Sure enough, there was a black pen and a spiral notebook. On the cover of the notebook was written "Correspondence." It was definitely my grandpa's writing.
"What do you think that is for?" Jesse asked.
"Writing I guess." I opened the notebook and flipped through the pages. They were all blank.
"What time is it?" Rachael came over to me and grabbed my wrist.
"12:15!! Open the letter!"
I took the letter from Jesse's hand. I carefully opened one side of the envelope and took out a folded yellow piece of paper.
"What's it say?" Rachael and Jesse both exclaimed.
I took a deep breath and began reading.
If you are reading this, good. That means you are reading this at 12:15 p.m. on May 30, 2009. Had you tried to open this letter any earlier, you would have only found blank paper.
Understandably, you are probably most confused at this moment. I was too. Worry about this later, for you have much work to do and, I fear, so little time.
Unfortunately, my time runs short as I write this. So I shall present you with the broad strokes. I know you are smart enough to figure out what I may miss. First, only open the letters at the appropriately marked times. The consequences of opening early I have already explained. Opening the letters later than designated cannot be an option you entertain. Either way marks a path of failure. Second, you should have found a notebook and pen in the box. I need you to take it out now.
I looked at my friends and shrugged. Taking the notebook out, I continued to read the letter.
This is how you can communicate with me. I do not have the time to explain to you now why this is or how it works. You must trust what I say. Take the pen now and write in the notebook 'I understand.'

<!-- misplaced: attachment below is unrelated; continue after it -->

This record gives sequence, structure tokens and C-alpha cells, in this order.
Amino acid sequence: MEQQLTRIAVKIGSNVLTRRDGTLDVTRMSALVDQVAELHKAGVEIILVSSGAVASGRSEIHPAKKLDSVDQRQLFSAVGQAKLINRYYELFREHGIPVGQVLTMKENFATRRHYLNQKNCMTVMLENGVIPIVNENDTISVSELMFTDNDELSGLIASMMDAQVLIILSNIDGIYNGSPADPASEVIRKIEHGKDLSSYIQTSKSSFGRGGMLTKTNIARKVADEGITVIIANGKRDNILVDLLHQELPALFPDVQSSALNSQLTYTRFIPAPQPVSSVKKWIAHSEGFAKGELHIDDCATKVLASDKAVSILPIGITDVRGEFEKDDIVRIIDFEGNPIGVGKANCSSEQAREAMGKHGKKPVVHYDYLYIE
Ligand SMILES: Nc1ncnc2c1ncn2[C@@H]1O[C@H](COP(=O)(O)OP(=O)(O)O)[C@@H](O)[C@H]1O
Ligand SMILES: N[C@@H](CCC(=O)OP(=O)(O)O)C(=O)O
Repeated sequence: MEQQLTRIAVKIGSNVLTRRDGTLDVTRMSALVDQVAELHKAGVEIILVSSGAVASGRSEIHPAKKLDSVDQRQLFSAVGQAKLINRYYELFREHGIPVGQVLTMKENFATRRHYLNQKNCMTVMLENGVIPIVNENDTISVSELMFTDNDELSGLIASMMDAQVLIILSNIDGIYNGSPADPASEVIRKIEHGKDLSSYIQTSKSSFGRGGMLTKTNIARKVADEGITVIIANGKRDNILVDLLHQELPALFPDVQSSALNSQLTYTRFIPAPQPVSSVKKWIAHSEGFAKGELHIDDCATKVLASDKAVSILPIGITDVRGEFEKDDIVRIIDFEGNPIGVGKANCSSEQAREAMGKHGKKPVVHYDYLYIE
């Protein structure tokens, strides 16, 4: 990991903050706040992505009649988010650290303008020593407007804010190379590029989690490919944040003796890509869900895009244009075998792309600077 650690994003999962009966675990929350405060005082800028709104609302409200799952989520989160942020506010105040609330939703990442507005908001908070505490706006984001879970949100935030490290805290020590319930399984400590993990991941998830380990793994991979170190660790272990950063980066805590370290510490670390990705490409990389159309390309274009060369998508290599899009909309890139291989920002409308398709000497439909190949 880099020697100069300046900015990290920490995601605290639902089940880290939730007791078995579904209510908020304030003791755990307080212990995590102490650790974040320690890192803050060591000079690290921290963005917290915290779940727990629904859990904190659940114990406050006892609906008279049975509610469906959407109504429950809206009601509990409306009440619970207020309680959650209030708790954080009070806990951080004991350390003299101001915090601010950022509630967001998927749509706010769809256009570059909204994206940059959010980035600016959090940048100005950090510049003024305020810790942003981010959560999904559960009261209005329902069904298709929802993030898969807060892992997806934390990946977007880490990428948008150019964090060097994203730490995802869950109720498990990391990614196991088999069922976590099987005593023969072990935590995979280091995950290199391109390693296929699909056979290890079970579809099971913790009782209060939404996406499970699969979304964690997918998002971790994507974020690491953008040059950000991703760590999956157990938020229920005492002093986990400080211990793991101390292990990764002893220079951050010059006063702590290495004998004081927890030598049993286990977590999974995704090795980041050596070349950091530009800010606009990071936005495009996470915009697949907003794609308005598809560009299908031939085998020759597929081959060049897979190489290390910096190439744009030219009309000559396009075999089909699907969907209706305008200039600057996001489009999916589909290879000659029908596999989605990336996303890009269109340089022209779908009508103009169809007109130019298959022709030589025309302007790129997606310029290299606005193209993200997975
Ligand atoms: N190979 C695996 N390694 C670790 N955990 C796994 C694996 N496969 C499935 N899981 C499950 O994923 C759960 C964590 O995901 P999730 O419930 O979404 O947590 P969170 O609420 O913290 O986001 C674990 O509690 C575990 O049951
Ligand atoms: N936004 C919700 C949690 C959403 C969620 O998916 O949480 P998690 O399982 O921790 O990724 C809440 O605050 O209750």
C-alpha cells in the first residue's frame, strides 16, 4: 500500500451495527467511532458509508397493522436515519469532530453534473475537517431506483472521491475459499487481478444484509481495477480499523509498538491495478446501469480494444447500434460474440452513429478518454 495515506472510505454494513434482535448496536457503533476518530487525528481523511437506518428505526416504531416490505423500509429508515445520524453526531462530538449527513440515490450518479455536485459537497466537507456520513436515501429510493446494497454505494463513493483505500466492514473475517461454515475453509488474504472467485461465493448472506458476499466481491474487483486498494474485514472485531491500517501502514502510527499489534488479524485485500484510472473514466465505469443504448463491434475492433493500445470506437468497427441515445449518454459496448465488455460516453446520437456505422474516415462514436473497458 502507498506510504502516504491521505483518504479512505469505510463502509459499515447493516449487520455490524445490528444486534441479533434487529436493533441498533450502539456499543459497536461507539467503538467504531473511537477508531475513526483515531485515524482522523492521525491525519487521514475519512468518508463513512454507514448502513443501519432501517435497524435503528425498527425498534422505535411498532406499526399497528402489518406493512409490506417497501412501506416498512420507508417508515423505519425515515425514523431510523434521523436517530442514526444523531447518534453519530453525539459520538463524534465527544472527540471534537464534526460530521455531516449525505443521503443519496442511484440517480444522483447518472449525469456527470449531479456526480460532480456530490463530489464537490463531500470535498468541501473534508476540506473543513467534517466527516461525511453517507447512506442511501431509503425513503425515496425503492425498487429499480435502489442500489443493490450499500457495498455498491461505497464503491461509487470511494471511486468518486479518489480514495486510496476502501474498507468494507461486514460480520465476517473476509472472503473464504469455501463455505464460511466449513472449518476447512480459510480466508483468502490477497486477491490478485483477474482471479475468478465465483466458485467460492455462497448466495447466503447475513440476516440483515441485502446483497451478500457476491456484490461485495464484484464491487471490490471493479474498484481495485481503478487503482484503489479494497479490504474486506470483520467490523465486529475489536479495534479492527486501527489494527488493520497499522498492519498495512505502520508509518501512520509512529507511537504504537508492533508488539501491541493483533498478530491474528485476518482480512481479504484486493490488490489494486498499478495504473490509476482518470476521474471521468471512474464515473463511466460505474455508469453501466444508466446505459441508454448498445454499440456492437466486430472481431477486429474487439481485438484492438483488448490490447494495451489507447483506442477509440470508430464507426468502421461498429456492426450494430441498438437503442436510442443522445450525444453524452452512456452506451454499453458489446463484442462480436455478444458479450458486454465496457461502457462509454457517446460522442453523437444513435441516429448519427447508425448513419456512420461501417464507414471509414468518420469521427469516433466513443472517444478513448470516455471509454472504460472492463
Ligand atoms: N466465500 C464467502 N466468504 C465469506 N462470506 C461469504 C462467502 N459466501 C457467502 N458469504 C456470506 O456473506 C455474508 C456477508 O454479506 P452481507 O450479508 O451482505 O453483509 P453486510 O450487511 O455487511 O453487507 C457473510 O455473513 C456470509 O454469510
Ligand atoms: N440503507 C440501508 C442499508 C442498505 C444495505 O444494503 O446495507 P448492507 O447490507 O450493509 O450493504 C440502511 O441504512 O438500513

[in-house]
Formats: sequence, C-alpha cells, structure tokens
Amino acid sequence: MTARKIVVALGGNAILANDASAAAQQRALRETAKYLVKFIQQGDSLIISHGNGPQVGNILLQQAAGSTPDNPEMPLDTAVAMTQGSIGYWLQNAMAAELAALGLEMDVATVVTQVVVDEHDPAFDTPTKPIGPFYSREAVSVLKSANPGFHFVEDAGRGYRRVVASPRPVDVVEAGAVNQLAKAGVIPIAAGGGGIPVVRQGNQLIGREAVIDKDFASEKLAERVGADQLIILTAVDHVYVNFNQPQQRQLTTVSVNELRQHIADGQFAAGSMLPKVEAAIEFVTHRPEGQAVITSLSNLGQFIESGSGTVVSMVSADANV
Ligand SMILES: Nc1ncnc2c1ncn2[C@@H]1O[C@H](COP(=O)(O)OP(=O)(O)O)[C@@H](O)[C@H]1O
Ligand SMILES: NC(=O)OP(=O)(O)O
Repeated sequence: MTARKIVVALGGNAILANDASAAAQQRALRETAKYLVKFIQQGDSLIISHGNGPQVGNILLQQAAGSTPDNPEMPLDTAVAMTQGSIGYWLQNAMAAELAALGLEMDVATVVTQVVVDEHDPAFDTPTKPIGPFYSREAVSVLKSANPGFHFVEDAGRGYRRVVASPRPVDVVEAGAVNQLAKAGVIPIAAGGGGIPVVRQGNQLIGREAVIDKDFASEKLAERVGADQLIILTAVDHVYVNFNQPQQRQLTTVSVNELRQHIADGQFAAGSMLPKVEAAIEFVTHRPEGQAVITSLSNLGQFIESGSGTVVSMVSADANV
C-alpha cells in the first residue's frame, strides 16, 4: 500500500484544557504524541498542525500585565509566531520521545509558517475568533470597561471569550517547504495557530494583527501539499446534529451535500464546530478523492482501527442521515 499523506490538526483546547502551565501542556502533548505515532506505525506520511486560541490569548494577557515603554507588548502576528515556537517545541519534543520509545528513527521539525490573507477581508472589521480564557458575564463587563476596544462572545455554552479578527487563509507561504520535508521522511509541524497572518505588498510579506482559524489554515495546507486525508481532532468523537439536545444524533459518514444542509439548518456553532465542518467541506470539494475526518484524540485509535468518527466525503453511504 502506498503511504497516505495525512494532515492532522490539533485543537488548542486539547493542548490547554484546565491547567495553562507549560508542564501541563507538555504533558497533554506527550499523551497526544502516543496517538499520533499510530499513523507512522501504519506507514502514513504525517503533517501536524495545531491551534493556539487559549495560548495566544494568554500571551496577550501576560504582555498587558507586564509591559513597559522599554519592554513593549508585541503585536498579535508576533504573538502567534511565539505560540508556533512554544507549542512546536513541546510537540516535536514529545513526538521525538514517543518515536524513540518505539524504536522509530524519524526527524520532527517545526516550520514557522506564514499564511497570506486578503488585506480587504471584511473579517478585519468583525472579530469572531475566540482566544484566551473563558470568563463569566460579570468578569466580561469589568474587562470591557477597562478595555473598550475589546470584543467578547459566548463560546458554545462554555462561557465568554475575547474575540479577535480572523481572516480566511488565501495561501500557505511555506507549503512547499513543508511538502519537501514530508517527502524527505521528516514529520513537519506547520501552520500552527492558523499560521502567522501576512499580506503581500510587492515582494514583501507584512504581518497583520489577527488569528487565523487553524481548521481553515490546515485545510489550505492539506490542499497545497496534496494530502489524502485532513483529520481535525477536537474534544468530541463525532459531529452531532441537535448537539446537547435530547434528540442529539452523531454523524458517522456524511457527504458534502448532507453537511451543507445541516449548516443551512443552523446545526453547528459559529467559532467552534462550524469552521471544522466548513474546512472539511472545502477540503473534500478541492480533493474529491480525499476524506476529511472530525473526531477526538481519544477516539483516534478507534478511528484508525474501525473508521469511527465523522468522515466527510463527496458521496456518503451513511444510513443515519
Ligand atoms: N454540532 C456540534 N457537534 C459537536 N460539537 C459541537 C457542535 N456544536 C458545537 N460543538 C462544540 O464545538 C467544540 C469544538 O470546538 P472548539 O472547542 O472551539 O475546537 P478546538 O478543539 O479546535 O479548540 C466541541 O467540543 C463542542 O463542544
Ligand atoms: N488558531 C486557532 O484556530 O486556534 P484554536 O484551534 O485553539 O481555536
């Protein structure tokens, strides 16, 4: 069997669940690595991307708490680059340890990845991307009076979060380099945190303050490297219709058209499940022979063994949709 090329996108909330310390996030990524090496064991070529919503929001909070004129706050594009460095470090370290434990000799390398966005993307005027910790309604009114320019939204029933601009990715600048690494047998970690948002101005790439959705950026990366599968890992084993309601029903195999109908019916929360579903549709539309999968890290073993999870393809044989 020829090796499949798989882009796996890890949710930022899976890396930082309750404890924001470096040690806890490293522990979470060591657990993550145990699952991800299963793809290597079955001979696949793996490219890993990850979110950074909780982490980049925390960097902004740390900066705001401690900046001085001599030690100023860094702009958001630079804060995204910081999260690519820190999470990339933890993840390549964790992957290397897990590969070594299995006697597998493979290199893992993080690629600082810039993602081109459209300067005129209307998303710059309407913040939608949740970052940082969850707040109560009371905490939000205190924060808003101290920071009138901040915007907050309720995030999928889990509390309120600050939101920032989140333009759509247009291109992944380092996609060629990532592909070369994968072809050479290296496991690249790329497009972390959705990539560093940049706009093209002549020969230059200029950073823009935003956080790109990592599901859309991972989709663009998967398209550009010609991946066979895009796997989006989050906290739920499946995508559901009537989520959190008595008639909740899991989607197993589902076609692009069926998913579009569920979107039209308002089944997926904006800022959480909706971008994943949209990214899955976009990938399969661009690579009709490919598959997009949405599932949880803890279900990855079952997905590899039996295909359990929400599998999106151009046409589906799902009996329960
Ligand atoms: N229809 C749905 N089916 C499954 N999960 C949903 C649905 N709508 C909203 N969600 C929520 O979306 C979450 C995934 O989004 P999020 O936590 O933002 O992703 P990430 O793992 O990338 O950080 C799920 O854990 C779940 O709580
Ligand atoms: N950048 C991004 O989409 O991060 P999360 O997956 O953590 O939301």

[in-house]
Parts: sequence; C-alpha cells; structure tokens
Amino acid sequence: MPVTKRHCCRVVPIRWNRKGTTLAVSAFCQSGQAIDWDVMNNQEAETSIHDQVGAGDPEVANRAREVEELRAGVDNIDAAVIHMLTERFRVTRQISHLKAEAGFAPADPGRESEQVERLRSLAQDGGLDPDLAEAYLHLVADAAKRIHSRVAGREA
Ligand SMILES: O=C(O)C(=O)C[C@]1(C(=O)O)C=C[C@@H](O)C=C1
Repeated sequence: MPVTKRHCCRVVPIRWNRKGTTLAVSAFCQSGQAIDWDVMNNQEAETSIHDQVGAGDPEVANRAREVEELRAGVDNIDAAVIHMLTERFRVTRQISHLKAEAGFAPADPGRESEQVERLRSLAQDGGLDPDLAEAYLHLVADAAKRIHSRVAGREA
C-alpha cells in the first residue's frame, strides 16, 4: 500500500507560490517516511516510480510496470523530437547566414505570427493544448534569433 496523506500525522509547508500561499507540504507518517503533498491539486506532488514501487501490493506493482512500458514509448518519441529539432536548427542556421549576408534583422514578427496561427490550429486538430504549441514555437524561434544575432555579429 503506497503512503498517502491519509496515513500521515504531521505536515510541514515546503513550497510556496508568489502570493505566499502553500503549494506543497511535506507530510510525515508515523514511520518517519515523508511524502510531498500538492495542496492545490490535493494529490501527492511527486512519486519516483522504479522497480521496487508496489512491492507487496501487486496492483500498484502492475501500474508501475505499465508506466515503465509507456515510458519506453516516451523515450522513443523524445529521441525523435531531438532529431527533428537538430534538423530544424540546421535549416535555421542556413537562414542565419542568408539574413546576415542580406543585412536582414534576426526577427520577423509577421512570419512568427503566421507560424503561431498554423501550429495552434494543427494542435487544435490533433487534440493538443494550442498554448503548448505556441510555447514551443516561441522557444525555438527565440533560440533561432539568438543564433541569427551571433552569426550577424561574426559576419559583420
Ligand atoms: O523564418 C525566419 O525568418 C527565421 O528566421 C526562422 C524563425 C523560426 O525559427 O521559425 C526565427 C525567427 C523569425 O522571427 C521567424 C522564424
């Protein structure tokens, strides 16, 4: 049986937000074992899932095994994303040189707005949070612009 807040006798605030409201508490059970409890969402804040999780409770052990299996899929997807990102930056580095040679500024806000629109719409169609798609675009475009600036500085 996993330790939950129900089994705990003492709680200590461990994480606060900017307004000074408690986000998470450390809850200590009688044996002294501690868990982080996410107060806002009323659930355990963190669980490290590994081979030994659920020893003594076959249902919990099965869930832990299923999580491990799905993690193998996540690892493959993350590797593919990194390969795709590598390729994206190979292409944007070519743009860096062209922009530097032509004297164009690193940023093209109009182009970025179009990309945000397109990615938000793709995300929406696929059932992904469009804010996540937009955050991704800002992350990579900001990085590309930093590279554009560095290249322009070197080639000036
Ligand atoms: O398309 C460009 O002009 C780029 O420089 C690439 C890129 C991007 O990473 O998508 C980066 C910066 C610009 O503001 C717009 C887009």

My hands were visibly shaking. He was dead! What was he talking about? How could I write to him? How would he know I understood? With some apprehension, I took the cap off the pen and wrote in the notebook: “I understand.”
Jesse shuffled her feet impatiently, “Well, now what?” I could tell by the tone of her voice that she was starting to get scared. I tried giving her a shrug to indicate that there was nothing to worry about. Unfortunately, as tough as she tried to portray herself, Jesse could be spooked by her own shadow.
Concentrating on the letter, I read on: Now close the notebook.
I flipped the cover closed.
Now open it.
I opened the notebook and immediately felt like I had been punched in the gut.
“What?” Rachael grabbed my arm.
I was too stunned to speak. I pointed at the page and showed it to her. Jesse peered over as well. Their eyes collectively widened. Jesse starting inching backwards.
“Holy crud! That’s impossible!” Jesse yelped.
“Is that your handwriting?” Rachael looked at me.
I grabbed the notebook and stared down at the page. Sure enough, my phrase, “I understand” was still on the page. But that wasn’t what Rachael was talking about – it was what was written underneath.